From Middle English enducen, a borrowing from Latin indūcere, present active infinitive of indūcō (“lead in, bring in, introduce”), from in + dūcō (“lead, conduct”). Compare also abduce, adduce, conduce, deduce, produce, reduce etc.
- (transitive) To lead by persuasion or influence; incite.
1898, Winston Churchill, chapter 4, in The Celebrity:
- The Celebrity, by arts unknown, induced Mrs. Judge Short and two other ladies to call at Mohair on an afternoon when Mr. Cooke was trying a trotter on the track. The three returned wondering and charmed with Mrs. Cooke; they were sure she had had no hand in the furnishing of that atrocious house.
- (transitive) To cause, bring about, lead to.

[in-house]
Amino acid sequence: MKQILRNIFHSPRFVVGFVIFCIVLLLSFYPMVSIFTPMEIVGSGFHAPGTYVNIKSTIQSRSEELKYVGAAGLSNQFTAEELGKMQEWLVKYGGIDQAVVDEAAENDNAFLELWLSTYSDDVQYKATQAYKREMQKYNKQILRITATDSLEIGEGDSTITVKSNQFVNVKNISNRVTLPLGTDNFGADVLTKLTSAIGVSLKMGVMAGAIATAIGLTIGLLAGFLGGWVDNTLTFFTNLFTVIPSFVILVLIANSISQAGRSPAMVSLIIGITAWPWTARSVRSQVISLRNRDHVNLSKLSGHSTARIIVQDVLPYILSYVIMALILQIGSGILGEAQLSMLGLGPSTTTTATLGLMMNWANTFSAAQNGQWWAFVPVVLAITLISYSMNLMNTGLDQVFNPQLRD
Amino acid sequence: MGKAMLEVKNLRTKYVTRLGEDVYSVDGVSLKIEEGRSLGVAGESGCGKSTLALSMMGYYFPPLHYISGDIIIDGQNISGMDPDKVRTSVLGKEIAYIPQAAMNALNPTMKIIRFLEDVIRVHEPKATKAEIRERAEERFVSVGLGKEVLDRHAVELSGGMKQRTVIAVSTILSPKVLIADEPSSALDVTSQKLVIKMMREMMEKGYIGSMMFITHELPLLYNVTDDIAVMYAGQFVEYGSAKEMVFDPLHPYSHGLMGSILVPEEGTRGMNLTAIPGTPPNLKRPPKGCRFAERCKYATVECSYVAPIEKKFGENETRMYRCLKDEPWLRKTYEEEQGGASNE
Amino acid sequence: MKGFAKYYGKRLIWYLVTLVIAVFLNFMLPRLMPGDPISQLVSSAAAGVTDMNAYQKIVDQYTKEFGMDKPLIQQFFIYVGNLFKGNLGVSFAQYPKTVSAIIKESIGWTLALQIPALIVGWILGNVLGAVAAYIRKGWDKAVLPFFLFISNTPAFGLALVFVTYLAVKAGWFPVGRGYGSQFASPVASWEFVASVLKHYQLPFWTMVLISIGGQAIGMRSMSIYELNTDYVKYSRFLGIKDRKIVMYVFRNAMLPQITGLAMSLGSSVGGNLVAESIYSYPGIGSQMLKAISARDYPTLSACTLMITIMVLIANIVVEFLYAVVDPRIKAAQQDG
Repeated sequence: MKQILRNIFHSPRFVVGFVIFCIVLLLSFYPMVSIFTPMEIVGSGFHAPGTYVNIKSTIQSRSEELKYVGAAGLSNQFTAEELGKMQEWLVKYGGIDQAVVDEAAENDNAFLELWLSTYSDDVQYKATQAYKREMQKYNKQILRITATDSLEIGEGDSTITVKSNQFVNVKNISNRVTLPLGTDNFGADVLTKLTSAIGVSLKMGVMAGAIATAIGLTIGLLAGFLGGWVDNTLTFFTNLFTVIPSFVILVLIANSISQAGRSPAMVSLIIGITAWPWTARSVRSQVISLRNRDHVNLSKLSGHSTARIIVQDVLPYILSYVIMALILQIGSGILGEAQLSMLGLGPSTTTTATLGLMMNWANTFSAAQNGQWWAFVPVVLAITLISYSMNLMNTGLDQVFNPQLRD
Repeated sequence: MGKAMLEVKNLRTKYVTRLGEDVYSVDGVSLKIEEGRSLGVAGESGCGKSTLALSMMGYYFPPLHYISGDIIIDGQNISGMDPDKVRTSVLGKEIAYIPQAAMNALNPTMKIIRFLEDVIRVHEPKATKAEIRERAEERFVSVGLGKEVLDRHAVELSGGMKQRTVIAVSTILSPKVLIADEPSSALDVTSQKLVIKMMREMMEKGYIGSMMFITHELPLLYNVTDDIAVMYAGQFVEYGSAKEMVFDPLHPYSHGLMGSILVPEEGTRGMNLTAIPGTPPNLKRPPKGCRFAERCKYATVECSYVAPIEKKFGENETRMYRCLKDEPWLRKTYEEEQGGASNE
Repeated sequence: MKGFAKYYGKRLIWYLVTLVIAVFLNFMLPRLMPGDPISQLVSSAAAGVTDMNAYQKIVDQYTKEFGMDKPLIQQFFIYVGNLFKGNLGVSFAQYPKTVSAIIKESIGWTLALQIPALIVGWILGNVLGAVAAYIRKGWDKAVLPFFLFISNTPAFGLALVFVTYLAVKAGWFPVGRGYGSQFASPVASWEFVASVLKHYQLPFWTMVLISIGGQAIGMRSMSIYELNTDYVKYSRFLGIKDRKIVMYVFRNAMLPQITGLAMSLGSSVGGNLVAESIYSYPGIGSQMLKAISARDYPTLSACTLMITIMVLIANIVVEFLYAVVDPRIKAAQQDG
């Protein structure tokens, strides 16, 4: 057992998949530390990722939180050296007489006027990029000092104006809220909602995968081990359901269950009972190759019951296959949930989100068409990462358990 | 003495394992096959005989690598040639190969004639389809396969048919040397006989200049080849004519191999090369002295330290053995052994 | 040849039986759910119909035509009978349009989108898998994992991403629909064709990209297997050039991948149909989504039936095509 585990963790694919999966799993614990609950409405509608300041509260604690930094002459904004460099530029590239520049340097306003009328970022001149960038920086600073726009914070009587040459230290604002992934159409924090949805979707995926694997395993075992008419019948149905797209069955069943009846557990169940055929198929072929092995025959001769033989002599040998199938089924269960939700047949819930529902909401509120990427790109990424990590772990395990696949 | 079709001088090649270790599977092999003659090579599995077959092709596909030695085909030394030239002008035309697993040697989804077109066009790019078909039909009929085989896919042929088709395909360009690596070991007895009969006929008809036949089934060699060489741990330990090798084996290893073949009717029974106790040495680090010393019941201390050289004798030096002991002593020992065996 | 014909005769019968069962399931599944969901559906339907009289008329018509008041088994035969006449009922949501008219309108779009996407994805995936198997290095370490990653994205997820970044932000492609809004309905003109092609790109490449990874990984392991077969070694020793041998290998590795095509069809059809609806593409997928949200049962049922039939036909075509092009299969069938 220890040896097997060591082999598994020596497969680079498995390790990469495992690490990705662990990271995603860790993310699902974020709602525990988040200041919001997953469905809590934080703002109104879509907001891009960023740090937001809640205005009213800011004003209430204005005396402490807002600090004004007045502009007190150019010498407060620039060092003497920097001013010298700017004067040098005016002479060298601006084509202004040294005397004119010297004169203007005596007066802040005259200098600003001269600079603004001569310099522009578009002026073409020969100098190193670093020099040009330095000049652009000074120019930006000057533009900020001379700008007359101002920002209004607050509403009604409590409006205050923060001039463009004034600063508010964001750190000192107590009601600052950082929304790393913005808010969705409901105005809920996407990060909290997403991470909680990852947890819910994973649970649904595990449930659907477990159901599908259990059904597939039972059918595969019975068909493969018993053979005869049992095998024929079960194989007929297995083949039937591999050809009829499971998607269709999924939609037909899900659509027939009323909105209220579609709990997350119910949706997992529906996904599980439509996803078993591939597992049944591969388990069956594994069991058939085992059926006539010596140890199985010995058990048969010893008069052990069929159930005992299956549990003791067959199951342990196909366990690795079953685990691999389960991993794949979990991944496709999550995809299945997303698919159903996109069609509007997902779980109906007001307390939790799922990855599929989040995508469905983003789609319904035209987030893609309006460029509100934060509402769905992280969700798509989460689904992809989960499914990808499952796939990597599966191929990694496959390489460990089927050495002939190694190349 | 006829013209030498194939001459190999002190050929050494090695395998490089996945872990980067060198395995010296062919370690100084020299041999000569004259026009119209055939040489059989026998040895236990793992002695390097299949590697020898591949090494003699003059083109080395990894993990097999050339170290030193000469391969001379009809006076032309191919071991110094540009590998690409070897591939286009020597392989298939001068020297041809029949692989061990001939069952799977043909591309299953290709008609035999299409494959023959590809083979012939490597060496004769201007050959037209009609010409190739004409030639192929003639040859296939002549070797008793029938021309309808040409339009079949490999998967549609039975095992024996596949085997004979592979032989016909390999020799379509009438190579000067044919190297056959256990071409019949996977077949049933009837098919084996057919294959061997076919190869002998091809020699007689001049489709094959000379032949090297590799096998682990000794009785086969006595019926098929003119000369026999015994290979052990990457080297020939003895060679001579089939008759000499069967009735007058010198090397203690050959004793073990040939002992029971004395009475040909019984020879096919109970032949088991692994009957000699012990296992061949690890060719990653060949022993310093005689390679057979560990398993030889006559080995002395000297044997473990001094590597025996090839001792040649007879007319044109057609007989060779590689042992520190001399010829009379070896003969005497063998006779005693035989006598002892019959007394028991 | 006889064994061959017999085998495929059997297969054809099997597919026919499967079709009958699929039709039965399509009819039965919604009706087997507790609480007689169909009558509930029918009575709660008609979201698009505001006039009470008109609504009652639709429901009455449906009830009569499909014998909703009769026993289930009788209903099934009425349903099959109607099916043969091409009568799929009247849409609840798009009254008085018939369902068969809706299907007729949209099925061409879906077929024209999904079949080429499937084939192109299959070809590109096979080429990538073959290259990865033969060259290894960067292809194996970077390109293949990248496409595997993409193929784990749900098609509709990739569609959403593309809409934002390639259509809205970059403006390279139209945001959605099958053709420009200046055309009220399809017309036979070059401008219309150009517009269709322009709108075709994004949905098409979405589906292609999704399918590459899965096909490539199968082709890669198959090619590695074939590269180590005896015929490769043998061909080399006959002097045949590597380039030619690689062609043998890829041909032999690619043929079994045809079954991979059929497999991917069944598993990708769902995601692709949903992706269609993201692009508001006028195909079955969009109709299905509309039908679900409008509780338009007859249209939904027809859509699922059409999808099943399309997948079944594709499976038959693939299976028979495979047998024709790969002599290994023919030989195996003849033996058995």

2012 May 20, Nathan Rabin, “TV: Review: THE SIMPSONS (CLASSIC): “Marge Gets A Job” (season 4, episode 7; originally aired 11/05/1992)”, in The Onion AV Club:
- A mere glance at the plot descriptions of the show’s fourth season is enough to induce Pavlovian giggle fits and shivers of joy.
- His meditation induced a compromise. Opium induces sleep.
- (physics) To cause or produce (electric current or a magnetic state) by a physical process of induction.
- (transitive, logic) To infer by induction.
- (transitive, obsolete) To lead in, bring in, introduce.
- (transitive, obsolete) To draw on, place upon.
- (lead by persuasion or influence): entice, inveigle, put someone up to something
- (to cause): bring about, instigate, prompt, stimulate, trigger, provoke
- (logic): deduce
- induce in The Century Dictionary, The Century Co., New York, 1911
- “induce”, in OED Online, Oxford: Oxford University Press, launched 2000.
- Third-person singular indicative present of
- to induce, incite, cause or push to do something
|person||1st person||2nd person||3rd person||1st person||2nd person||3rd person|
|present||să induc||să induci||să inducă||să inducem||să induceți||să inducă|
|negative||nu induce||nu induceți|